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Haunting Corporeality: A Cultural History of the Animated Skeleton

The visage of an animated skeleton is an omnipresent theme in the cultural sphere of horror and the Gothic, but scant little attention has been given to this powerful symbol. My research blends literary studies, art history, archaeology, and thanatology to examine how the skeleton operates as a signifier throughout Western literary, visual, and material culture, originating during Medieval Christendom as a moralistic reminder of the afterlife and subsequently becoming a multi-faceted symbol for memorializing grief, disease and community health, class struggles, and ultimately humanity's own relationship with the vastness of time.

Distance matters: A visual archeology of the Plaszow concentration camp in Krakow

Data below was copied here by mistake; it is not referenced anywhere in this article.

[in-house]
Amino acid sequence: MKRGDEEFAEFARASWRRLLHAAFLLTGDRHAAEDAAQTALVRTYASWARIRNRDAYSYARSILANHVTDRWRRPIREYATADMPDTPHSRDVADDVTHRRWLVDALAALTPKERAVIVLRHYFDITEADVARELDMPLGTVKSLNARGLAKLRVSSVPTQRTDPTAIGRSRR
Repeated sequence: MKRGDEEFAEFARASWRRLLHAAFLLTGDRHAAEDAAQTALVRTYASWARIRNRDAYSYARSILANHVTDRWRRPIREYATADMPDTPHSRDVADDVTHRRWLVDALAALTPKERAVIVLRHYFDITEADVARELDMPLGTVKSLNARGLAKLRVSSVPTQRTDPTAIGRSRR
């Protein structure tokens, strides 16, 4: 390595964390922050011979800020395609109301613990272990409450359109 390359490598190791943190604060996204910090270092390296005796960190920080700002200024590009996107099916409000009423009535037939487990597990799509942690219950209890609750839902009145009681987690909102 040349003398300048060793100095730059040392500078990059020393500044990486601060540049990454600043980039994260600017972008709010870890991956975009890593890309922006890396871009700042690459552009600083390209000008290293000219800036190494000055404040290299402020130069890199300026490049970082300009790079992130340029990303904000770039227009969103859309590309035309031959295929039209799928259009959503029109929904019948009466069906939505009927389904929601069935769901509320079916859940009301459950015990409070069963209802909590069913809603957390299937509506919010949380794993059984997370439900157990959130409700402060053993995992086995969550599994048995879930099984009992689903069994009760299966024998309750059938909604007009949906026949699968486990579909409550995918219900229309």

Why do I keep going back to sites of Holocaust memory and how might it be possible for me to use drawing as a tool to excavate a past personally unlived? Foucault describes his approach to writing history as archaeology, where discursive traces of the past are investigated in order to write a 'history of the present'. This is important because it expresses a desire to link with something beyond ourselves.

Objects of Delight: The Nineteen Century Mass-Produced Miniature

My research explores the phenomenon of miniaturisation, as reflected by the global trade and consumption of mass-produced miniatures, and what it reveals about the nineteenth century people who delighted in, desired, acquired, displayed, collected and discarded them.

Conferred 2017


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